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Habitats by Helen
J. Read and Mark Frater
Trees and woodlands are an integral part of Britain's heritage and
culture, as well as an invaluable environmental and ecological resource.
In an increasingly urbanized British population, romantic notions of
bluebell-carpeted woods and deep-coloured wooded hillsides during autumn
do not come easily. Instead, images of forgotten corners of land with a
few sycamore trees and lots of brambles, or an area of dark, intimidating
conifers are more common. The wide variety of types of woodland, whether
closely managed or naturally-occurring, provide important habitats for a
huge range of flora and fauna.
This text explores the history and ecology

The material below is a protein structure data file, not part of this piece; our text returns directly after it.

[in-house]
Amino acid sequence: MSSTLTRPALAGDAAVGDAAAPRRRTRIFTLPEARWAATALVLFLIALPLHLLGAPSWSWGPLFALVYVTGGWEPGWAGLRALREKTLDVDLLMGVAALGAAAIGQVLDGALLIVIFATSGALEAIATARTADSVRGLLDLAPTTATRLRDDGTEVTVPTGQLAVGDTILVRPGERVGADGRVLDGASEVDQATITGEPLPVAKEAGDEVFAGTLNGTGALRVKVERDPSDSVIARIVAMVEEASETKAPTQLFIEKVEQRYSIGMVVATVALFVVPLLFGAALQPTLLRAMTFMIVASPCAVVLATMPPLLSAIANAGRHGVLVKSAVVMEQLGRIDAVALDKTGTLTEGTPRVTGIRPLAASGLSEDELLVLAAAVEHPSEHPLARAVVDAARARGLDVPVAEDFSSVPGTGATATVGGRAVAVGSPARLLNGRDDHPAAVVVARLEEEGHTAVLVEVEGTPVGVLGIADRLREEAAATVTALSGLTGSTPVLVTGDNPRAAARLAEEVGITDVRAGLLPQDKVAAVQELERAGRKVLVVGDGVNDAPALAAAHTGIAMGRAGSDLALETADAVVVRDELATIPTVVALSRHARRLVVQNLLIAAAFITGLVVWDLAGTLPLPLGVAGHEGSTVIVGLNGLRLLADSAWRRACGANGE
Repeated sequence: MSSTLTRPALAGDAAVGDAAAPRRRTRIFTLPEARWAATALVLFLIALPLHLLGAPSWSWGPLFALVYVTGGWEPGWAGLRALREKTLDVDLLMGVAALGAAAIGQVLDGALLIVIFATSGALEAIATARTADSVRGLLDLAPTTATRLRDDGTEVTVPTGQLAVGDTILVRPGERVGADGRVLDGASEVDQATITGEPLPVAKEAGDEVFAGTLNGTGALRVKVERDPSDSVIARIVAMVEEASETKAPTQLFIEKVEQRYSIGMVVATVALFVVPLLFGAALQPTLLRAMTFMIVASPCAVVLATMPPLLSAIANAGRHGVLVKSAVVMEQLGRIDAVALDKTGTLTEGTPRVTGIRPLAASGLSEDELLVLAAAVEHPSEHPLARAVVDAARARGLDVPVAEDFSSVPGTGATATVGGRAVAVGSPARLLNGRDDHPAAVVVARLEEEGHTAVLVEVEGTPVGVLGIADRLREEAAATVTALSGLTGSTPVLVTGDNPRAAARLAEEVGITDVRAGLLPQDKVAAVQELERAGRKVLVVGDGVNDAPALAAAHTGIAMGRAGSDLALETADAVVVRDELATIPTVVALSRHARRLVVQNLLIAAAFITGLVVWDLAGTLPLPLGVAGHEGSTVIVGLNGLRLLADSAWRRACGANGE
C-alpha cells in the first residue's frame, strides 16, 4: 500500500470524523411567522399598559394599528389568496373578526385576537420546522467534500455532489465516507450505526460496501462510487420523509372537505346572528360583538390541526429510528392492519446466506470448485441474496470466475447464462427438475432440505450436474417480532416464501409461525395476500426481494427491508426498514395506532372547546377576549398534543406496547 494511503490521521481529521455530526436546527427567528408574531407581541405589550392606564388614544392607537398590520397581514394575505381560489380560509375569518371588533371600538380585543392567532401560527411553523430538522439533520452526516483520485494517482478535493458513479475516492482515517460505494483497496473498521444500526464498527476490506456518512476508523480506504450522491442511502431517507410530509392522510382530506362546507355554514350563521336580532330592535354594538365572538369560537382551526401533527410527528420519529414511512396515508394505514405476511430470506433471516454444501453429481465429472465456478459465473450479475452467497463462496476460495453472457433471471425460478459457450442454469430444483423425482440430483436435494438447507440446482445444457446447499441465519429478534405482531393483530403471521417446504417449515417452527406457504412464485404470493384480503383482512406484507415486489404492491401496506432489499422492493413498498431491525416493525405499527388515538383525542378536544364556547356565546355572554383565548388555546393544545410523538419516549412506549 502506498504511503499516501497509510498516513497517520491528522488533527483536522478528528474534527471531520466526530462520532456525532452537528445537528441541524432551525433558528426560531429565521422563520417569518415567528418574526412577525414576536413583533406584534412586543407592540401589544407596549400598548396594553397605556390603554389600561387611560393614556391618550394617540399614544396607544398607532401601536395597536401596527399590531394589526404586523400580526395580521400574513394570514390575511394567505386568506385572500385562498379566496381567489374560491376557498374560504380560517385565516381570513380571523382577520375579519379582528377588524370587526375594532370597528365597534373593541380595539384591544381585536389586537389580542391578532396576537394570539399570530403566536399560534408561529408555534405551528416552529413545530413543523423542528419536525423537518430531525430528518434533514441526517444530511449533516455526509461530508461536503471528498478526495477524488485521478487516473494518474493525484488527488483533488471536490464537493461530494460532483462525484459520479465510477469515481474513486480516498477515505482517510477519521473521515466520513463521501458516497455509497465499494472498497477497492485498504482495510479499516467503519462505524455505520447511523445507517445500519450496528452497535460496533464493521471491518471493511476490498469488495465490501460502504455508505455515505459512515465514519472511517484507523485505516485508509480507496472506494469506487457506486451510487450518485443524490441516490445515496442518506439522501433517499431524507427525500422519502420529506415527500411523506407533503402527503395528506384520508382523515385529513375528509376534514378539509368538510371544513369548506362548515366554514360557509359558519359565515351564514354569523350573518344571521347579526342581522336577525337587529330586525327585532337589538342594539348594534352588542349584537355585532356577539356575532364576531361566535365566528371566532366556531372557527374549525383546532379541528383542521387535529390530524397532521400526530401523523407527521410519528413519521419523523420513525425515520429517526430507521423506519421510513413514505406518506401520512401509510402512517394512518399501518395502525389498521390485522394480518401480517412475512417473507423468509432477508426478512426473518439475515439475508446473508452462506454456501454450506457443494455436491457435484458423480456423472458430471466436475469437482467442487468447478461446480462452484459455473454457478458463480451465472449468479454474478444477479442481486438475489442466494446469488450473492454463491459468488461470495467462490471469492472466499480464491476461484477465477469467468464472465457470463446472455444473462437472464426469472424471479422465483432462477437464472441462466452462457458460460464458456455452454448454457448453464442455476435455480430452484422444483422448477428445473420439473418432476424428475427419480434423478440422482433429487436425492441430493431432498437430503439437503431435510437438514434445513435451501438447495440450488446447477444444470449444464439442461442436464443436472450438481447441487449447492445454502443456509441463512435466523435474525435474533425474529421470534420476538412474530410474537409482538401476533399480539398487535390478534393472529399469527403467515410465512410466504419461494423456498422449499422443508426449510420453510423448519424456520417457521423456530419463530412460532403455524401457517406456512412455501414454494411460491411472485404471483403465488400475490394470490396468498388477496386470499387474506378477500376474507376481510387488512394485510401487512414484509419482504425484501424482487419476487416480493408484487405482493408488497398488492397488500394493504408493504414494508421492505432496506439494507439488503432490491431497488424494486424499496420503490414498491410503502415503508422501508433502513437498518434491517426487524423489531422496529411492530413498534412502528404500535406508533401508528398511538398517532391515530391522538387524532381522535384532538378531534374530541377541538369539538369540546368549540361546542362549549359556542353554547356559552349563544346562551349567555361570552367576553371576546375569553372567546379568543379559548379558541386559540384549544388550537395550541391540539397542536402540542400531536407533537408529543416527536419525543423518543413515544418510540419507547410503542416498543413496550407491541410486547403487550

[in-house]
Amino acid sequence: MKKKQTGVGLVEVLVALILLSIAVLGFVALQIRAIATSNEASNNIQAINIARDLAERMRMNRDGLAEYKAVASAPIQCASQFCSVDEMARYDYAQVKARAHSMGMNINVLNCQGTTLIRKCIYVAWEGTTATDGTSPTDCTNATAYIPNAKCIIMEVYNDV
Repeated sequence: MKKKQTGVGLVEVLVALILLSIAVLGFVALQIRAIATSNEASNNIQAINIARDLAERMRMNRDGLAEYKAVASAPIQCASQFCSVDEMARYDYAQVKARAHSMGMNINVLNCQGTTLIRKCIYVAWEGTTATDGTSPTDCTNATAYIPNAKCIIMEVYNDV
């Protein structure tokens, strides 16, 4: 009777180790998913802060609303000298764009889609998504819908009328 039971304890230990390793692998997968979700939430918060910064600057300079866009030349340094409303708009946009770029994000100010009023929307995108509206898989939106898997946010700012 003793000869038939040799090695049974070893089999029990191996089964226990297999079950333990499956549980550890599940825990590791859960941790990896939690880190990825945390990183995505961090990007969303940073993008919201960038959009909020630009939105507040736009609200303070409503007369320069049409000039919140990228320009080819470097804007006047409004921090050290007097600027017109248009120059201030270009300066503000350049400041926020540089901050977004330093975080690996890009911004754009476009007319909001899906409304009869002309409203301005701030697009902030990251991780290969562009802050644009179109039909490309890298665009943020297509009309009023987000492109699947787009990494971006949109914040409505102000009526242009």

of British woodlands, and explains why they are such a valuable resource.
It offers a practical guide to issues of ecology of woodland habitats and
organisms; conservation and management; coppicing, pasture woodland and
commercial forestry; woodland grazing, ride management and recreation in
woodlands. Featuring illustrated species boxes as well as a full species
list, notable sites with location maps and pictures, suggested projects
and a full glossary, students and environmentalists should gain an
understanding of the historical and present-day importance of British
woodlands, as both an ecological and a cultural resource.
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